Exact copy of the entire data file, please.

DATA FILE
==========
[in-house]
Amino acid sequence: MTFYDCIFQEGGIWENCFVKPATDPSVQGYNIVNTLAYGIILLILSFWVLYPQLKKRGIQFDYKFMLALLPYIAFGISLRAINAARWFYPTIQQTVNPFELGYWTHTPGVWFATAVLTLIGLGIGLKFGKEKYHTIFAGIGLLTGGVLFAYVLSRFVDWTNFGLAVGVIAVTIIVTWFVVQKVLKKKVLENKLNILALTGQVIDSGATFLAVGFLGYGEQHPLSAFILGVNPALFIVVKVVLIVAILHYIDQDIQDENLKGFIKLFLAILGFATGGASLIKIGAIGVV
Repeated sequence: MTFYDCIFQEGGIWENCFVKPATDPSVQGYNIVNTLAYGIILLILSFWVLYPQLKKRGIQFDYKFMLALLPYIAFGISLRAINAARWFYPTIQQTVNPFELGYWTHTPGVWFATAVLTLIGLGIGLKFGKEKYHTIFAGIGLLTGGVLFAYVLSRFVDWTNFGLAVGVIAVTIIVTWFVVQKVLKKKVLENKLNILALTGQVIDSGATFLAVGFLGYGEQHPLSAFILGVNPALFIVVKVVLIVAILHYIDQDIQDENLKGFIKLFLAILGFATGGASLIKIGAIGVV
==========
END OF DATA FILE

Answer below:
[in-house]
Amino acid sequence: MTFYDCIFQEGGIWENCFVKPATDPSVQGYNIVNTLAYGIILLILSFWVLYPQLKKRGIQFDYKFMLALLPYIAFGISLRAINAARWFYPTIQQTVNPFELGYWTHTPGVWFATAVLTLIGLGIGLKFGKEKYHTIFAGIGLLTGGVLFAYVLSRFVDWTNFGLAVGVIAVTIIVTWFVVQKVLKKKVLENKLNILALTGQVIDSGATFLAVGFLGYGEQHPLSAFILGVNPALFIVVKVVLIVAILHYIDQDIQDENLKGFIKLFLAILGFATGGASLIKIGAIGVV
Repeated sequence: MTFYDCIFQEGGIWENCFVKPATDPSVQGYNIVNTLAYGIILLILSFWVLYPQLKKRGIQFDYKFMLALLPYIAFGISLRAINAARWFYPTIQQTVNPFELGYWTHTPGVWFATAVLTLIGLGIGLKFGKEKYHTIFAGIGLLTGGVLFAYVLSRFVDWTNFGLAVGVIAVTIIVTWFVVQKVLKKKVLENKLNILALTGQVIDSGATFLAVGFLGYGEQHPLSAFILGVNPALFIVVKVVLIVAILHYIDQDIQDENLKGFIKLFLAILGFATGGASLIKIGAIGVV